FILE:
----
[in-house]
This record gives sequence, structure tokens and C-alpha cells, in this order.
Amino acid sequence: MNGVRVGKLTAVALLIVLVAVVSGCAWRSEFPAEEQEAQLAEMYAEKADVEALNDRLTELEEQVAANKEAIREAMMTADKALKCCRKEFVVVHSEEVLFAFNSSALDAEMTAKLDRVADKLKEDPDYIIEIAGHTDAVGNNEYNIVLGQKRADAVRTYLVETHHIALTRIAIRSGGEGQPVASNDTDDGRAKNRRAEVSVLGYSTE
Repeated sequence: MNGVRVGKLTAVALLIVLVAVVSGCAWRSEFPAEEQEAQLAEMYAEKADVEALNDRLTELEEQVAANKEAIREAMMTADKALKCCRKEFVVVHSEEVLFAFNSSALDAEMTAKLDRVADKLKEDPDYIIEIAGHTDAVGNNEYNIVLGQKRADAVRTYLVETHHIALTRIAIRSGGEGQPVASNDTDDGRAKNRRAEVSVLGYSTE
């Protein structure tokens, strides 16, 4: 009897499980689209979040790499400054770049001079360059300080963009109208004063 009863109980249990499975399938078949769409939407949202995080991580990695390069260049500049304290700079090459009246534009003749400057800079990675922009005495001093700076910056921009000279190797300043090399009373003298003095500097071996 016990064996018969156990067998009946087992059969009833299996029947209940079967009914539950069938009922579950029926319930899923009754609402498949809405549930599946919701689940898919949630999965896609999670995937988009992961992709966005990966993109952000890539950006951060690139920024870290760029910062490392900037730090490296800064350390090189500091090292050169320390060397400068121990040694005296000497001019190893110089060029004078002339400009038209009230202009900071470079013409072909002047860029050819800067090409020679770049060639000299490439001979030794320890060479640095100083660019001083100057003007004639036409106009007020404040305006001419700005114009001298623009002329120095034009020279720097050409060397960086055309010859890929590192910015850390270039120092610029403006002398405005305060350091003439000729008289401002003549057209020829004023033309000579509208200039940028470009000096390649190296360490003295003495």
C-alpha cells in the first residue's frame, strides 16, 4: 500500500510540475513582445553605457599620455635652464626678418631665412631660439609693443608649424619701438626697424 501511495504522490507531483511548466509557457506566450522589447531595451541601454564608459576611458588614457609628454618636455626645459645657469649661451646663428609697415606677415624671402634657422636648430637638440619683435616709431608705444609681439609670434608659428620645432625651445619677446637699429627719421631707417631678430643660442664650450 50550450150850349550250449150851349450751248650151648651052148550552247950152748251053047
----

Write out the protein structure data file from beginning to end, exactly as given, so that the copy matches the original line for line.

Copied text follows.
[in-house]
This record gives sequence, structure tokens and C-alpha cells, in this order.
Amino acid sequence: MNGVRVGKLTAVALLIVLVAVVSGCAWRSEFPAEEQEAQLAEMYAEKADVEALNDRLTELEEQVAANKEAIREAMMTADKALKCCRKEFVVVHSEEVLFAFNSSALDAEMTAKLDRVADKLKEDPDYIIEIAGHTDAVGNNEYNIVLGQKRADAVRTYLVETHHIALTRIAIRSGGEGQPVASNDTDDGRAKNRRAEVSVLGYSTE
Repeated sequence: MNGVRVGKLTAVALLIVLVAVVSGCAWRSEFPAEEQEAQLAEMYAEKADVEALNDRLTELEEQVAANKEAIREAMMTADKALKCCRKEFVVVHSEEVLFAFNSSALDAEMTAKLDRVADKLKEDPDYIIEIAGHTDAVGNNEYNIVLGQKRADAVRTYLVETHHIALTRIAIRSGGEGQPVASNDTDDGRAKNRRAEVSVLGYSTE
């Protein structure tokens, strides 16, 4: 009897499980689209979040790499400054770049001079360059300080963009109208004063 009863109980249990499975399938078949769409939407949202995080991580990695390069260049500049304290700079090459009246534009003749400057800079990675922009005495001093700076910056921009000279190797300043090399009373003298003095500097071996 016990064996018969156990067998009946087992059969009833299996029947209940079967009914539950069938009922579950029926319930899923009754609402498949809405549930599946919701689940898919949630999965896609999670995937988009992961992709966005990966993109952000890539950006951060690139920024870290760029910062490392900037730090490296800064350390090189500091090292050169320390060397400068121990040694005296000497001019190893110089060029004078002339400009038209009230202009900071470079013409072909002047860029050819800067090409020679770049060639000299490439001979030794320890060479640095100083660019001083100057003007004639036409106009007020404040305006001419700005114009001298623009002329120095034009020279720097050409060397960086055309010859890929590192910015850390270039120092610029403006002398405005305060350091003439000729008289401002003549057209020829004023033309000579509208200039940028470009000096390649190296360490003295003495």
C-alpha cells in the first residue's frame, strides 16, 4: 500500500510540475513582445553605457599620455635652464626678418631665412631660439609693443608649424619701438626697424 501511495504522490507531483511548466509557457506566450522589447531595451541601454564608459576611458588614457609628454618636455626645459645657469649661451646663428609697415606677415624671402634657422636648430637638440619683435616709431608705444609681439609670434608659428620645432625651445619677446637699429627719421631707417631678430643660442664650450 50550450150850349550250449150851349450751248650151648651052148550552247950152748251053047